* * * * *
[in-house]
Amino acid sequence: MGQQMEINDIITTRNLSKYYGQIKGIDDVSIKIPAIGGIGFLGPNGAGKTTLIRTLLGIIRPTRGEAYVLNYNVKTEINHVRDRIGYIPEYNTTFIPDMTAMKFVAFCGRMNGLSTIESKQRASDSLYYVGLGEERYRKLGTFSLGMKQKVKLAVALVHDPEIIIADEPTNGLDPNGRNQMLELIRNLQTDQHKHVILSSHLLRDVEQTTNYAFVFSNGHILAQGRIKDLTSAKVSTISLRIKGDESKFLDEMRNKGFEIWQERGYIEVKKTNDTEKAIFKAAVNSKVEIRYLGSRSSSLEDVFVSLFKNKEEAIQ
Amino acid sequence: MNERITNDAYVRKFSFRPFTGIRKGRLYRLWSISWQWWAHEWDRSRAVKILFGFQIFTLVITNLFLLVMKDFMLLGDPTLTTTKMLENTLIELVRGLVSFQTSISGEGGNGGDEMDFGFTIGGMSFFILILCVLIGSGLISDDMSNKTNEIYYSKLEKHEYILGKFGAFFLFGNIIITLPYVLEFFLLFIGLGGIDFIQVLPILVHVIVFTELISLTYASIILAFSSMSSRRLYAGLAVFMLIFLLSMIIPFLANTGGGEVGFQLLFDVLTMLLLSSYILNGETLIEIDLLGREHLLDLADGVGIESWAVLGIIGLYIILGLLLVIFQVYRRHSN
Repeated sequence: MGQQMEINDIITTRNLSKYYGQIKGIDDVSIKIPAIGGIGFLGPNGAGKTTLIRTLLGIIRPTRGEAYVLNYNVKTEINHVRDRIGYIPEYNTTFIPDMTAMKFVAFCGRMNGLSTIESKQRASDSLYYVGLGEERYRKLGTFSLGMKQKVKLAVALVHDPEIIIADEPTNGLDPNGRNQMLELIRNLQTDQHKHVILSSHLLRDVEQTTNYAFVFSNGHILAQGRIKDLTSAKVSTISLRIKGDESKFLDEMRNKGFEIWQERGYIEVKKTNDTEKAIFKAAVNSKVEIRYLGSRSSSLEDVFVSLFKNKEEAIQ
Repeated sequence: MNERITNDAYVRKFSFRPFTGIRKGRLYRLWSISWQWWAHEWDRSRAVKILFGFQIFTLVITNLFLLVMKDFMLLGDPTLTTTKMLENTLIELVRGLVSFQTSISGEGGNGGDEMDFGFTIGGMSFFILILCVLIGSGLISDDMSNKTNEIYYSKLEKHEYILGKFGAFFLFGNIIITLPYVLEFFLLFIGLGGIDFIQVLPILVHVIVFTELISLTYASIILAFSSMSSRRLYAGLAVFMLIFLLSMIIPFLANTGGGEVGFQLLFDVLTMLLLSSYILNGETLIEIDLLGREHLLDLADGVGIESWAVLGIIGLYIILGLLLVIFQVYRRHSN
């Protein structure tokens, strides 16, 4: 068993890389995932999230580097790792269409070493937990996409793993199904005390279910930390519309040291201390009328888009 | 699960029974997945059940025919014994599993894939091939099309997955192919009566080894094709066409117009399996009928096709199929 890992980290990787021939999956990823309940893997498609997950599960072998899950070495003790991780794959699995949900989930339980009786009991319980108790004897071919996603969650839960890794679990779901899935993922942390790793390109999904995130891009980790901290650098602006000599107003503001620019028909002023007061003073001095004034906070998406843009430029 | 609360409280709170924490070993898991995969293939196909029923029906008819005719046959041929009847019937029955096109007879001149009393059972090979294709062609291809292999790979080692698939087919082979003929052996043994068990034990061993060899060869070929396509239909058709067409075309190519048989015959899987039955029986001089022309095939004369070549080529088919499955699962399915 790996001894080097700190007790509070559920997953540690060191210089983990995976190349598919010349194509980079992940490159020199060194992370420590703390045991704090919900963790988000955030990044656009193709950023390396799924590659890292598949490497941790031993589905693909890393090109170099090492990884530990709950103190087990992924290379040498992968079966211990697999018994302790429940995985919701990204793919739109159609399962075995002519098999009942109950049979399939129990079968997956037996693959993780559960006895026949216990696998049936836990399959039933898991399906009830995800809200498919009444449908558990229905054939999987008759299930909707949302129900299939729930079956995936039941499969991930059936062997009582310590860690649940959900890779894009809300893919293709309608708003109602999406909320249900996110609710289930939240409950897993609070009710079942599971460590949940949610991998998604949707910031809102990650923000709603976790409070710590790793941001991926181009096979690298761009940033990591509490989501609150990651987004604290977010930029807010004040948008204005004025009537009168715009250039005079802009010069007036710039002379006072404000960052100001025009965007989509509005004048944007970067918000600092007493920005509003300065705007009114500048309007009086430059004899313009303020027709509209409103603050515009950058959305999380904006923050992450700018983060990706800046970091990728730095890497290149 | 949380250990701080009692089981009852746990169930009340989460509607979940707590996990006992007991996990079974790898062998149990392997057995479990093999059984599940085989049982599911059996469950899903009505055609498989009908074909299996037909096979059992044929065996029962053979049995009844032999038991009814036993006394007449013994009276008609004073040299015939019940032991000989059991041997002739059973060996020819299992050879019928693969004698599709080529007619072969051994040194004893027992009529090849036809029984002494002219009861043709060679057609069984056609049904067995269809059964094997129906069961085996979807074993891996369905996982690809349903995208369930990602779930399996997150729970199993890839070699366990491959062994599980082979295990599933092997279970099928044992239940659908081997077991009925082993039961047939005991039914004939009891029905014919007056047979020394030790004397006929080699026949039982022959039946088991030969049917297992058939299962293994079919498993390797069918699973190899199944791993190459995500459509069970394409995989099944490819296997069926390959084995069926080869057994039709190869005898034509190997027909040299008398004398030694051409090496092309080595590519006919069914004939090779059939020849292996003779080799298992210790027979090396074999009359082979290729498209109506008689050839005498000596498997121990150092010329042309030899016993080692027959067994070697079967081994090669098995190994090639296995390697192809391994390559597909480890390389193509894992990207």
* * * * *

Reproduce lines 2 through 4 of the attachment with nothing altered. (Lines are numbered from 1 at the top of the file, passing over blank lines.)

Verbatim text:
Amino acid sequence: MGQQMEINDIITTRNLSKYYGQIKGIDDVSIKIPAIGGIGFLGPNGAGKTTLIRTLLGIIRPTRGEAYVLNYNVKTEINHVRDRIGYIPEYNTTFIPDMTAMKFVAFCGRMNGLSTIESKQRASDSLYYVGLGEERYRKLGTFSLGMKQKVKLAVALVHDPEIIIADEPTNGLDPNGRNQMLELIRNLQTDQHKHVILSSHLLRDVEQTTNYAFVFSNGHILAQGRIKDLTSAKVSTISLRIKGDESKFLDEMRNKGFEIWQERGYIEVKKTNDTEKAIFKAAVNSKVEIRYLGSRSSSLEDVFVSLFKNKEEAIQ
Amino acid sequence: MNERITNDAYVRKFSFRPFTGIRKGRLYRLWSISWQWWAHEWDRSRAVKILFGFQIFTLVITNLFLLVMKDFMLLGDPTLTTTKMLENTLIELVRGLVSFQTSISGEGGNGGDEMDFGFTIGGMSFFILILCVLIGSGLISDDMSNKTNEIYYSKLEKHEYILGKFGAFFLFGNIIITLPYVLEFFLLFIGLGGIDFIQVLPILVHVIVFTELISLTYASIILAFSSMSSRRLYAGLAVFMLIFLLSMIIPFLANTGGGEVGFQLLFDVLTMLLLSSYILNGETLIEIDLLGREHLLDLADGVGIESWAVLGIIGLYIILGLLLVIFQVYRRHSN
Repeated sequence: MGQQMEINDIITTRNLSKYYGQIKGIDDVSIKIPAIGGIGFLGPNGAGKTTLIRTLLGIIRPTRGEAYVLNYNVKTEINHVRDRIGYIPEYNTTFIPDMTAMKFVAFCGRMNGLSTIESKQRASDSLYYVGLGEERYRKLGTFSLGMKQKVKLAVALVHDPEIIIADEPTNGLDPNGRNQMLELIRNLQTDQHKHVILSSHLLRDVEQTTNYAFVFSNGHILAQGRIKDLTSAKVSTISLRIKGDESKFLDEMRNKGFEIWQERGYIEVKKTNDTEKAIFKAAVNSKVEIRYLGSRSSSLEDVFVSLFKNKEEAIQ